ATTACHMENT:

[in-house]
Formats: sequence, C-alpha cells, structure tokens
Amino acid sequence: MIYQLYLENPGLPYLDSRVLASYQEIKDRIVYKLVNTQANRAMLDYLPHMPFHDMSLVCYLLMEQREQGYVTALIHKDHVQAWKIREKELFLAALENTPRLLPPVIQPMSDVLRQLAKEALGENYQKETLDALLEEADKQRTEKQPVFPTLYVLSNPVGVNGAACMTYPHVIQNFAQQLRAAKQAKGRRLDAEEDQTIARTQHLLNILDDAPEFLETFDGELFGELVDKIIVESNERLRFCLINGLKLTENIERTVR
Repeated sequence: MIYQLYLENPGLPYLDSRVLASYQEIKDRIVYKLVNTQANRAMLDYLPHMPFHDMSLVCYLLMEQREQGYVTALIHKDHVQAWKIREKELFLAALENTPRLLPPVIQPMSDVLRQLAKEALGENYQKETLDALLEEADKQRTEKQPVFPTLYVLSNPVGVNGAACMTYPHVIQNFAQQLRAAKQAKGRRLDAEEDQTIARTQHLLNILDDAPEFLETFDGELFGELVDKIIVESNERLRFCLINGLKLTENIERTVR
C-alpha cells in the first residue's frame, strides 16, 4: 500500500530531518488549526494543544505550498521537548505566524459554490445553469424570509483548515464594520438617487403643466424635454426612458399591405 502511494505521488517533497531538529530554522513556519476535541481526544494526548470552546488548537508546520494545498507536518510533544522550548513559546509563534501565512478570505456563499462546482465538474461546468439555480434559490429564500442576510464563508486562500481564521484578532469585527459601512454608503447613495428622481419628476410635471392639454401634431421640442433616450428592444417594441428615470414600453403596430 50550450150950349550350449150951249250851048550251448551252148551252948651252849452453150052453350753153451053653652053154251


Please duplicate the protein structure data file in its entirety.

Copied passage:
[in-house]
Formats: sequence, C-alpha cells, structure tokens
Amino acid sequence: MIYQLYLENPGLPYLDSRVLASYQEIKDRIVYKLVNTQANRAMLDYLPHMPFHDMSLVCYLLMEQREQGYVTALIHKDHVQAWKIREKELFLAALENTPRLLPPVIQPMSDVLRQLAKEALGENYQKETLDALLEEADKQRTEKQPVFPTLYVLSNPVGVNGAACMTYPHVIQNFAQQLRAAKQAKGRRLDAEEDQTIARTQHLLNILDDAPEFLETFDGELFGELVDKIIVESNERLRFCLINGLKLTENIERTVR
Repeated sequence: MIYQLYLENPGLPYLDSRVLASYQEIKDRIVYKLVNTQANRAMLDYLPHMPFHDMSLVCYLLMEQREQGYVTALIHKDHVQAWKIREKELFLAALENTPRLLPPVIQPMSDVLRQLAKEALGENYQKETLDALLEEADKQRTEKQPVFPTLYVLSNPVGVNGAACMTYPHVIQNFAQQLRAAKQAKGRRLDAEEDQTIARTQHLLNILDDAPEFLETFDGELFGELVDKIIVESNERLRFCLINGLKLTENIERTVR
C-alpha cells in the first residue's frame, strides 16, 4: 500500500530531518488549526494543544505550498521537548505566524459554490445553469424570509483548515464594520438617487403643466424635454426612458399591405 502511494505521488517533497531538529530554522513556519476535541481526544494526548470552546488548537508546520494545498507536518510533544522550548513559546509563534501565512478570505456563499462546482465538474461546468439555480434559490429564500442576510464563508486562500481564521484578532469585527459601512454608503447613495428622481419628476410635471392639454401634431421640442433616450428592444417594441428615470414600453403596430 50550450150950349550350449150951249250851048550251448551252148551252948651252849452453150052453350753153451053653652053154251